12. Tent City- Kelly Van Hull

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Title: Tent City

Author: Kelly Van Hull

Rating: 

On the Shelves: young adult, fiction, dystopian

“After a devastating plague, introverted 17-year-old Dani Campbell and her family find themselves living in a very different America, one run by a cult-like leader, who forces children to move to “safety camps” designed to protect the human race. Encouraged to flee by her parents, Dani and her five-year-old brother seek refuge in the Black Hills of South Dakota. On the run with danger around every corner, Dani must fight to ensure their survival in this new world while trying to unmask the mystery of how it all came to be” (Goodreads 2013)

It should be noted that I received a free copy of this book from the author for the purpose of reviewing. This is my first time reviewing a book for an author- which I’m grateful for having the experience of, but it always comes with the burden of wanting to give a positive review no matter what. Well, I’ve been asked to be “honest”, so honest is what I’m going to be.

First, I’ll explain my rating. With books, if I’m not intrigued by the first 60 pages, then something is not working for me. Because of my pressure to give a good review, I pushed myself until I couldn’t go further- I made it to 40% of the book, in this case.

On synopsis, this book should have been everything I love. I read a LOT of young adult dystopians, and maybe that is the problem for me. This book seemed to be in a rush to tick all of the “what is trendy in YA lately?” boxes without any real need or logic to. I didn’t feel any emotions towards the characters or the society because the pacing of the book is so quick that I never got the chance to, really. I didn’t care that she’d had to leave her parents behind, and I really should have.

I also am sick to the teeth of love triangles in YA, I tend to find them annoying and unnecessary- this book was no different. Dani spent most of the book getting “lost” in Bentley’s eyes…I recommend a map or a sat-nav. Speaking of repetition, there was an awful lot of “he said, she said” in this book and there was constant foreshadowing to the little brother becoming ill through the first 10 chapters of the book, which made little sense because he seemed perfectly healthy- so that became a non-subtle plot point which was dropped far too early in the story.

…I really wanted to like this book. I thought it would be one I loved but it just fell short and I can’t really figure out why. I think this might be the first negative review for this book on here, I’m sorry for that. The story had a lot of potential and a lot more people have loved this book. Something about it just didn’t click for me.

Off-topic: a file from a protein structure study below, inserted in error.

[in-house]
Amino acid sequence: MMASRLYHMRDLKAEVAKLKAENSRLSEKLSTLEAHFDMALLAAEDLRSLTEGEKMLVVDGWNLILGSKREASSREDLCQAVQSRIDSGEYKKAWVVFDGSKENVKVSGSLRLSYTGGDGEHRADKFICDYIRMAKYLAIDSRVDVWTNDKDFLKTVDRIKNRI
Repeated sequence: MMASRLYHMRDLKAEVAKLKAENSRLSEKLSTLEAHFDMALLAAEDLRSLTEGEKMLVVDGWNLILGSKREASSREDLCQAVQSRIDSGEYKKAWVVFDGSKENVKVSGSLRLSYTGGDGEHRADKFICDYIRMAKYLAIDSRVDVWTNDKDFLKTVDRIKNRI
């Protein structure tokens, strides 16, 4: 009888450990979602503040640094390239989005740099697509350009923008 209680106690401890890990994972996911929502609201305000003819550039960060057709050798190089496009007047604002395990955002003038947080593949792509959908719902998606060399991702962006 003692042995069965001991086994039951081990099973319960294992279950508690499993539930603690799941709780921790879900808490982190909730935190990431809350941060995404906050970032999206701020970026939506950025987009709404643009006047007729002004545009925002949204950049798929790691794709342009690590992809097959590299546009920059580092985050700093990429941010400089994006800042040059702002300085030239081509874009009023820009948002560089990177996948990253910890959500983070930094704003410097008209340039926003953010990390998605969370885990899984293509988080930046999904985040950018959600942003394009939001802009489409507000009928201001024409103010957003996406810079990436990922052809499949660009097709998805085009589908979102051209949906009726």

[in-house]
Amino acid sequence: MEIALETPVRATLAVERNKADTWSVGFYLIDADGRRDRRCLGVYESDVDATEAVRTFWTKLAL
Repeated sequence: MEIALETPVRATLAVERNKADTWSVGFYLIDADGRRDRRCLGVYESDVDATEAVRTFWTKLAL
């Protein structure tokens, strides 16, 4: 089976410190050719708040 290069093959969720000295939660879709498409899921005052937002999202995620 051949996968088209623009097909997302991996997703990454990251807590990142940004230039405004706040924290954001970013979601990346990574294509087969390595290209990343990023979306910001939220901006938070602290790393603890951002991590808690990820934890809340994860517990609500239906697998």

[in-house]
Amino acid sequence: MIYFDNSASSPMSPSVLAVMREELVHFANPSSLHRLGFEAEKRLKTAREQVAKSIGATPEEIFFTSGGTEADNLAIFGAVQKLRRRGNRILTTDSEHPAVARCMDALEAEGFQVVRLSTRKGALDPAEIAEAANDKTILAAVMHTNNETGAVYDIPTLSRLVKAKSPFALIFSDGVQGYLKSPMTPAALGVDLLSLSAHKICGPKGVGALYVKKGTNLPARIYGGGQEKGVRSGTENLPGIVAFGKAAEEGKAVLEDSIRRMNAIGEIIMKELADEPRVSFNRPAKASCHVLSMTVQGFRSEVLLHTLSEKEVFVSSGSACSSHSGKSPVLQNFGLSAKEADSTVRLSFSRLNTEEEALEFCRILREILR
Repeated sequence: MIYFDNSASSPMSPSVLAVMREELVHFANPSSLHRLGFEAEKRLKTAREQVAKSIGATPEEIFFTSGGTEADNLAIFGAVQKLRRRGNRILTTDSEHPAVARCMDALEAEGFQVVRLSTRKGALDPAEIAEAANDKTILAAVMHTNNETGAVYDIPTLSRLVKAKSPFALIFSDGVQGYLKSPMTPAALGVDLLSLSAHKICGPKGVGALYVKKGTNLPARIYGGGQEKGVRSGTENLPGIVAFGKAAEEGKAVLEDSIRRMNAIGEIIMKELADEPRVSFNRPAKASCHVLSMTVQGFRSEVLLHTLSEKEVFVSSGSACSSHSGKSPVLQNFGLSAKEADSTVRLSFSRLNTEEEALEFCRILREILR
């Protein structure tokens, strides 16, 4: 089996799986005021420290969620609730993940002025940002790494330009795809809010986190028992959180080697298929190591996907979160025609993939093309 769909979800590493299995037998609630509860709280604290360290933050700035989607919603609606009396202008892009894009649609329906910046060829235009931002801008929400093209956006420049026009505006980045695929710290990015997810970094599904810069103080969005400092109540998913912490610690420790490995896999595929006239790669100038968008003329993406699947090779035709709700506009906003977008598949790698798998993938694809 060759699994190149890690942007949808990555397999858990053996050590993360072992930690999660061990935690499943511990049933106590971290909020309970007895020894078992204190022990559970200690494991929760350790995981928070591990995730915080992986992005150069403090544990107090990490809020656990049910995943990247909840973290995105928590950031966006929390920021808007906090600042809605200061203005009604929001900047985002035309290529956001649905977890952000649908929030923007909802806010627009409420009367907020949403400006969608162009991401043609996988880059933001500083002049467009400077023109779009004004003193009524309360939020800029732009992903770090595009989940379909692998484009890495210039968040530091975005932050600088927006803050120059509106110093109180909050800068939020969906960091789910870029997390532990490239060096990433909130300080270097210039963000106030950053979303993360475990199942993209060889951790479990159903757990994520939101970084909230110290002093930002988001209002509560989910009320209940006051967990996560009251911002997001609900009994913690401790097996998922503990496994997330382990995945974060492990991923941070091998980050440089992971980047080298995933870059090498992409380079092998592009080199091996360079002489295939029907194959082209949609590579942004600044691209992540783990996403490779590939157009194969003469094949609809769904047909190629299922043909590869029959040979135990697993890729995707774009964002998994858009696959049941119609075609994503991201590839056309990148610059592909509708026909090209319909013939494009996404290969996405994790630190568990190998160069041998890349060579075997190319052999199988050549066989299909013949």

[An Additional and Personal note, the above was posted as my initial review on my goodreads, and it also happened to be the first negative review the book had attained since it’s publishing, according to the site. The author was not a happy bunny, and proceeded to behave quite unprofessionally towards me- not directly, but via the goodreads authors message boards, which unfortunately appeared all over my home page since we were “Friends” on the website. She took to raving about how I “owed” her at least to finish the book because she gave me a free copy and how “people just want something for nothing” with no thought or concern for those involved, along with many, many other snippy comments.

 I quickly messaged her and told her that I have a very busy life, balancing three jobs including a masters dissertation, and my rule for reading is not to waste energy on books I do not like. It is indeed unfortunate that I disliked the book but many people, according to the other reviews, enjoyed it. I know some readers do feel the debt that when they buy a book, they HAVE to finish it, come pain or gain. I personally, disagree. And I’m okay with that.

 One other writer on the website replied to her comments saying basically “if you can’t handle the fire, get out of the kitchen”. If you write and publish work, there is always going to be one person who does not think the world of your book. There will always be people who it just doesn’t work well for- if you cannot handle criticism, then you really shouldn’t go into creative fields. Who knows, maybe if the author hadn’t behaved so childishly upon my “honest review” (which she’d specifically asked for) maybe I would’ve given the book another shot in time, but now? It’s just tainted with a horrible memory of poor professionalism, and I will be hesitant to review more books for authors in the future because of this experience.]

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